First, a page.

None of this is to say that the administration shouldn’t seek convergence with allies; of course it should. But it should aim that convergence at concrete, strategic results. What should its metrics be? For starters:
A Europe that is materially closer to the United States than China. While Blinken stated in Brussels that this is not an “us-or-them choice,” in reality it is. NATO’s European members are, after all, allies of the United States, not China. By 2024, the administration should have the aim of countering China firmly ensconced in NATO strategies and platforms and have a comprehensive U.S.-EU strategic agenda in place encompassing harmonization of digital regulations, tighter restrictions on Chinese technology and infrastructure acquisition, and agreed principles for reforming the World Trade Organization.
A Europe that can better defend itself. While Biden did not mention burden-sharing in his Munich Security Conference speech in February, the United States urgently needs Europe to accept greater responsibility for handling Russia so that America can focus more military attention on the Western Pacific. By 2024, the administration should have charmed or cajoled the largest remaining defense laggards—Italy, the Netherlands, and above all Germany—into full compliance with their pledges at the 2014 Wales summit, including spending at least 2 percent of GDP on defense. The administration should also have an updated NATO strategic concept in place that matches the new geopolitical realities.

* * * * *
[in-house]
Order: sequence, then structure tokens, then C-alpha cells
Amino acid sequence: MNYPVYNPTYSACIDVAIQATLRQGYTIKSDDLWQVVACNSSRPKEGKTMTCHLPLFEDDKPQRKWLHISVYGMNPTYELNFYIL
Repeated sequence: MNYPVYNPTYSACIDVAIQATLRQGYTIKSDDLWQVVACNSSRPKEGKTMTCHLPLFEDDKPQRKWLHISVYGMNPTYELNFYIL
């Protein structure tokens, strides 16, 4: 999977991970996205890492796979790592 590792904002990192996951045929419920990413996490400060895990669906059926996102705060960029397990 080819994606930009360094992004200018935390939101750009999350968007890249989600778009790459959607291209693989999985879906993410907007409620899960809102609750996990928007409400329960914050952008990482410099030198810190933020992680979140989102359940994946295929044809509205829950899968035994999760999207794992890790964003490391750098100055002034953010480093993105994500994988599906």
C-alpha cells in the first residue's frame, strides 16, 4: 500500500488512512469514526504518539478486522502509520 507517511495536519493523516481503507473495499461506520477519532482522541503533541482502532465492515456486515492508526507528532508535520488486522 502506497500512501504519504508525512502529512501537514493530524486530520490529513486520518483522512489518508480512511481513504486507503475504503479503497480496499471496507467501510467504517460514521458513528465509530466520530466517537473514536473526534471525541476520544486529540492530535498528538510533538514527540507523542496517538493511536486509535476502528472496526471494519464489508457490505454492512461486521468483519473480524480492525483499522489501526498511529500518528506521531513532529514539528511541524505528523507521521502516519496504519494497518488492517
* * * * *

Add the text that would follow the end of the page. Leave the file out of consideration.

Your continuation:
A Europe that levels the economic playing field with the United States. While the new administration dropped most Trump tariffs against European companies, the original issues that piqued U.S. ire, such as the EU’s higher regulatory and nontariff barriers, remain. By 2024, the administration should have succeeded in convincing the EU to no longer maintain agricultural tariffs that are substantially higher than those of the United States, and to no longer be singling out U.S. technology companies for discriminatory treatment while giving Chinese and Russian monopolistic activities a free pass.
A Southern and Central Europe that are less in the orbit of rival powers. While the new administration has made promoting democracy a key plank of its foreign policy, there are a number of strategically critical but politically vulnerable states where U.S. diplomatic, military, and economic engagement is needed to prevent the spread of Russian and Chinese influence. By 2024, the administration should have dissuaded Turkey from ordering Russian S-400 missile systems, have China’s Huawei and Russia’s International Investment Bank out of Hungary, have Italy out of the Belt and Road Initiative, and have all European countries as members in good standing in the Clean Network program.
The point is not to set an impossibly high bar—nor to suggest that the new administration’s approach is bound to fail. Every administration deserves the benefit of the doubt and time to find its legs. Nor is the point to deny that the Trump administration deserves criticism for an approach to allies that was sometimes counterproductive or even self-defeating.
Rather, the point is that comity with allies is valuable insofar as it yields measurable, strategically important outcomes. Even the staunchest Atlanticists must always keep in mind that all alliances, including those they justifiably treasure most, are not ends in themselves but means for advancing the national interest. These alliances, and U.S. policies toward them, must be assessed by results, rather than atmospherics and good intentions.